Chicken Adobo Recipe
This Chicken Adobo recipe comes from my mother, a fabulous cook renowned in her rather extensive circle of friends for her parties. As she was Filipino, parties always meant food.
Adobo is the Filipino national dish, a little like a non-sweet teriyaki with sauce to flavor the accompanying rice. I've served adobo to artists and society kids, computer gurus, visiting Internet marketers and health food folk — anyone who happened to be there when the mood struck. It's always been a hit because it's one of those can't-get-enough-of dishes.
With chicken or pork, the sequence is: simmer, fry, boil. The recipe can easily be doubled or tripled. The sauce is to die for; if you're reheating it on a subsequent day, add a little water but don't dilute the sauce too much.
A word about soy sauce: my favorite is Yamasa with Less Salt, which is less spicy than, say, Chinese soy sauce.
1 chicken, cut up
handful of black peppercorns
garlic cloves, peeled (5-15)
1 large bay leaf
cooking oil (something bland like canola oil)
Simmer: Put chicken, peppercorns and bay leaf in a large pot (dutch oven or large high-walled frying pan). Peel garlic cloves, cut a slice into them, and add to pot. (You can use less garlic, but note that garlic powder does not give the same taste or quality.)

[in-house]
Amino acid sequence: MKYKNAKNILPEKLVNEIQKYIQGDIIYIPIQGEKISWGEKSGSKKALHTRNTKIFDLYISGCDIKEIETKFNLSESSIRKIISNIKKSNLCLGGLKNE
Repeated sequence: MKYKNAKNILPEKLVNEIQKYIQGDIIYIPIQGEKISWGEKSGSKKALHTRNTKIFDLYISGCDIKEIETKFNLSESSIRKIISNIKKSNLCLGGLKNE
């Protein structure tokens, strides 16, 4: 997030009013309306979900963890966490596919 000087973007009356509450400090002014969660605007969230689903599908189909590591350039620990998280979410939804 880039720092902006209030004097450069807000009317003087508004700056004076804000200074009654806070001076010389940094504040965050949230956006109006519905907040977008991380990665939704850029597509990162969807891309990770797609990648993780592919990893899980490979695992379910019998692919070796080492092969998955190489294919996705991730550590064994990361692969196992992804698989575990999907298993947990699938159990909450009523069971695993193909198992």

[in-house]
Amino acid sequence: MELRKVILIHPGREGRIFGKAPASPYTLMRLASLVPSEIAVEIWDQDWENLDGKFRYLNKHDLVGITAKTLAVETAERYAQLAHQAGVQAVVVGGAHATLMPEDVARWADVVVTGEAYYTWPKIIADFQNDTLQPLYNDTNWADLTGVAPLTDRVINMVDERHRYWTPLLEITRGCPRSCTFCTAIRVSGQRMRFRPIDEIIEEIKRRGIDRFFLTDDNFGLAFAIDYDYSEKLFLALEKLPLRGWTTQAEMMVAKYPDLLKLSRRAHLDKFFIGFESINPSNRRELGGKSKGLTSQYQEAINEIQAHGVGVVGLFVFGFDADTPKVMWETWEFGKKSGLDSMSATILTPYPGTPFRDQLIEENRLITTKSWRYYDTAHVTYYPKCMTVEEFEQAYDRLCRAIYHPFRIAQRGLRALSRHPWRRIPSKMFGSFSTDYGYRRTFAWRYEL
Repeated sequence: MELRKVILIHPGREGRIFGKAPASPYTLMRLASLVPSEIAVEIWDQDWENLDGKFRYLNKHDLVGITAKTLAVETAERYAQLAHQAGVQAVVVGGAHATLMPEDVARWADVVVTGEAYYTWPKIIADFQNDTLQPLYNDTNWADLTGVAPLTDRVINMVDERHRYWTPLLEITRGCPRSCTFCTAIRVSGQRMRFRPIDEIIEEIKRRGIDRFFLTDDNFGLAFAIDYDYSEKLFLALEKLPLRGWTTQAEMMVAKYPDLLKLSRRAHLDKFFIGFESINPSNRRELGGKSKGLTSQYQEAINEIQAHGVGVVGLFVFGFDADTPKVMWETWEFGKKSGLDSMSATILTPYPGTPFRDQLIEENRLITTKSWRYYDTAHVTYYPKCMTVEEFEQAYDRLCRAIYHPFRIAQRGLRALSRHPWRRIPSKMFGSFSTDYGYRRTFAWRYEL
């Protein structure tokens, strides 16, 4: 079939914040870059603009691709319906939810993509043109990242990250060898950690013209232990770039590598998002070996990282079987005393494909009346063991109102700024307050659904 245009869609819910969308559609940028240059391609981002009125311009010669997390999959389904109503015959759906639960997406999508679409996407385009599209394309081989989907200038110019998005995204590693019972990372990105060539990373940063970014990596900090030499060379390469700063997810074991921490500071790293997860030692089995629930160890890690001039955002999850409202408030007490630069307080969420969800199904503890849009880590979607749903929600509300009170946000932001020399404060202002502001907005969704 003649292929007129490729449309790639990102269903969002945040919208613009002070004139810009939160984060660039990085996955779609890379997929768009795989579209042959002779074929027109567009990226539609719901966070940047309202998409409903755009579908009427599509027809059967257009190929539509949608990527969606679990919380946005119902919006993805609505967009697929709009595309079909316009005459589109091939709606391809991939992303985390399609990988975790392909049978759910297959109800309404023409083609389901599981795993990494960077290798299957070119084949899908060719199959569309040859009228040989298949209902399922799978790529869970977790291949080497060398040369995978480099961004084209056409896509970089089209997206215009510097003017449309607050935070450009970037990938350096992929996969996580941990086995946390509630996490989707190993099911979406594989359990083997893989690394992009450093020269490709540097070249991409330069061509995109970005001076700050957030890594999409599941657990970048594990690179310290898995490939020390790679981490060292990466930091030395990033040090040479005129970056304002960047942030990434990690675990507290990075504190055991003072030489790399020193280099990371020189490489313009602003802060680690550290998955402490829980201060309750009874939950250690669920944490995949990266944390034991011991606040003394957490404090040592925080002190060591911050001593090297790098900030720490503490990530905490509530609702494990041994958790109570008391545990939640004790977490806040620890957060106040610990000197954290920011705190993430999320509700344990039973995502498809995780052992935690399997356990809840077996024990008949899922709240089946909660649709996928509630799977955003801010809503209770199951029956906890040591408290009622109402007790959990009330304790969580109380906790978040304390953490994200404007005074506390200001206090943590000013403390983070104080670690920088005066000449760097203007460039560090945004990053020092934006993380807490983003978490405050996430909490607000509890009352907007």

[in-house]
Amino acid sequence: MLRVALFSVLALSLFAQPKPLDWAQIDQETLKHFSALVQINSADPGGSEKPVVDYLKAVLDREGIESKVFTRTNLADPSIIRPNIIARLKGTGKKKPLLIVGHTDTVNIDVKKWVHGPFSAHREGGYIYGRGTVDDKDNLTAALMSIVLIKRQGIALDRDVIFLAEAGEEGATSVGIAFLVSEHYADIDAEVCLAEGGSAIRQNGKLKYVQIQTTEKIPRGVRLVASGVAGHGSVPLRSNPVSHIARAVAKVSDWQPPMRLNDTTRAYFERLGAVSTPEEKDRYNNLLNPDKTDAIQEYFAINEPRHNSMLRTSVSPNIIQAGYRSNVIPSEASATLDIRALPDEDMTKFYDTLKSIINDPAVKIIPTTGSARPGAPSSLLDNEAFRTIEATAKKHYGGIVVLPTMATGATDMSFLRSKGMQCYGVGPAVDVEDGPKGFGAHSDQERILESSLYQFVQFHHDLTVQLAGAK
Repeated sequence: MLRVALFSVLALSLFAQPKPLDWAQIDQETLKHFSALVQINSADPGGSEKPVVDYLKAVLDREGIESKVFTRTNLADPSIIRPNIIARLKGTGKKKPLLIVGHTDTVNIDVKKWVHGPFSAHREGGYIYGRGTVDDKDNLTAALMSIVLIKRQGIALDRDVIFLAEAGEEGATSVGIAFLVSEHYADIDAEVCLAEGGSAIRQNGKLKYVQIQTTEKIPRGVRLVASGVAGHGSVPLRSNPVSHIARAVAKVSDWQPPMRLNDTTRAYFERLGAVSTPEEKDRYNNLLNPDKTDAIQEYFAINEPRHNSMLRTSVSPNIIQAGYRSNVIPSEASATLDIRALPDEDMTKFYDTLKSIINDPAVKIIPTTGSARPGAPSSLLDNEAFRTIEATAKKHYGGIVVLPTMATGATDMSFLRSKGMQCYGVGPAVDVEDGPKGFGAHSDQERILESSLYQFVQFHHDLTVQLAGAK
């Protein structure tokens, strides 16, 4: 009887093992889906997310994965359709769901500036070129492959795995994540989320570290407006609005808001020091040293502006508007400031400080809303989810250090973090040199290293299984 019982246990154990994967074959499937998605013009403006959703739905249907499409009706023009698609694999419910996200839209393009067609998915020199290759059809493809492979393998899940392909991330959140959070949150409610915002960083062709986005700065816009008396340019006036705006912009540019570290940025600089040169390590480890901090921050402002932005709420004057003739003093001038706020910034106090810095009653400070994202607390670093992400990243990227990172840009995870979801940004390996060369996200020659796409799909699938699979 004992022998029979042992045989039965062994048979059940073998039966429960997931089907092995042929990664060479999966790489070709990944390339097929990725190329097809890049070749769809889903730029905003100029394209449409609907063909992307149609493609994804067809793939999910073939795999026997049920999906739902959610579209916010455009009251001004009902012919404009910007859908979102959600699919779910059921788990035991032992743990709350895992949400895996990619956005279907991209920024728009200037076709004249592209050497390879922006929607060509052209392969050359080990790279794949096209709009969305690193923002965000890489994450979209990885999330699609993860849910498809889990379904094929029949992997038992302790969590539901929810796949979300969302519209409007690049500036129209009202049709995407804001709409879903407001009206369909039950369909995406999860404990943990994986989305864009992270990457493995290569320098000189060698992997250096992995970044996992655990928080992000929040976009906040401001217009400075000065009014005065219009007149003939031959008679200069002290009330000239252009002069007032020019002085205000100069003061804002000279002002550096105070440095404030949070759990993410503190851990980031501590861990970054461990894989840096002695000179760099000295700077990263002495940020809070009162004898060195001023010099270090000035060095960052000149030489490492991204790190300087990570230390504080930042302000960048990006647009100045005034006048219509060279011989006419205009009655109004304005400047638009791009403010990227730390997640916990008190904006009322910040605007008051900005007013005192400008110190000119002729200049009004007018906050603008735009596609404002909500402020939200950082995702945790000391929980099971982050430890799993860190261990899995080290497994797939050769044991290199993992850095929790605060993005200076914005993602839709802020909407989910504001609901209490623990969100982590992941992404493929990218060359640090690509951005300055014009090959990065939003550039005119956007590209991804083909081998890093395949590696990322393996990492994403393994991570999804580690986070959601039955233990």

Add soy sauce and vinegar to pot: 5 parts soy sauce to 3 part vinegar. (I just tip the bottle and count "glops" as it pours.) Add some water so the pot is about half full; if you're cooking more, then adjust. Important: the liquid should be pretty brown from the soy sauce, rather than very watered down.
Cover; simmer on medium heat for 15-20 minutes, then remove from heat.
Fry: Pour liquid into a bowl and set it aside. (I do this by slightly opening the top of the pot, tipping and pouring into the bowl.)
Pour some cooking oil into the bottom of the pot and brown the chicken at a high heat. (Cover the pot to keep from splattering.) You may have to take some of the chicken out of the pot to do this easily. You can also brown the garlic lightly.
Remove from heat and let the pot cool. This is important — otherwise, the soy sauce can end up with a burnt taste. You may also want to pour out any residual oil, if you are big on fat-free diets.
Boil: When pot has cooled down, pour the sauce back in. Cover, and boil at medium heat for 45 minutes to an hour. Adobo is done when the chicken is cooked and tender.
Serve with steamed rice (fresh, cut-up tomatoes are also a nice side dish, as are sliced bananas). I like white rice or Basmati brown (not the California-grown stuff). Typical for Filipino dishes, though, is white pearl rice.
As rice takes a while to cook, it should be started along with the adobo. Wash rice before cooking; this means to rinse the rice quickly in water. The water from a second rinse can be used in place of the water in the adobe recipe. The theory is that the starch from the rice water thickens the sauce.
I could give you the "real" way to cook rice — in all its pot-watching, precise-timing glory — but many of us have opted for the wonderful modern electric rice steamer. <grin>
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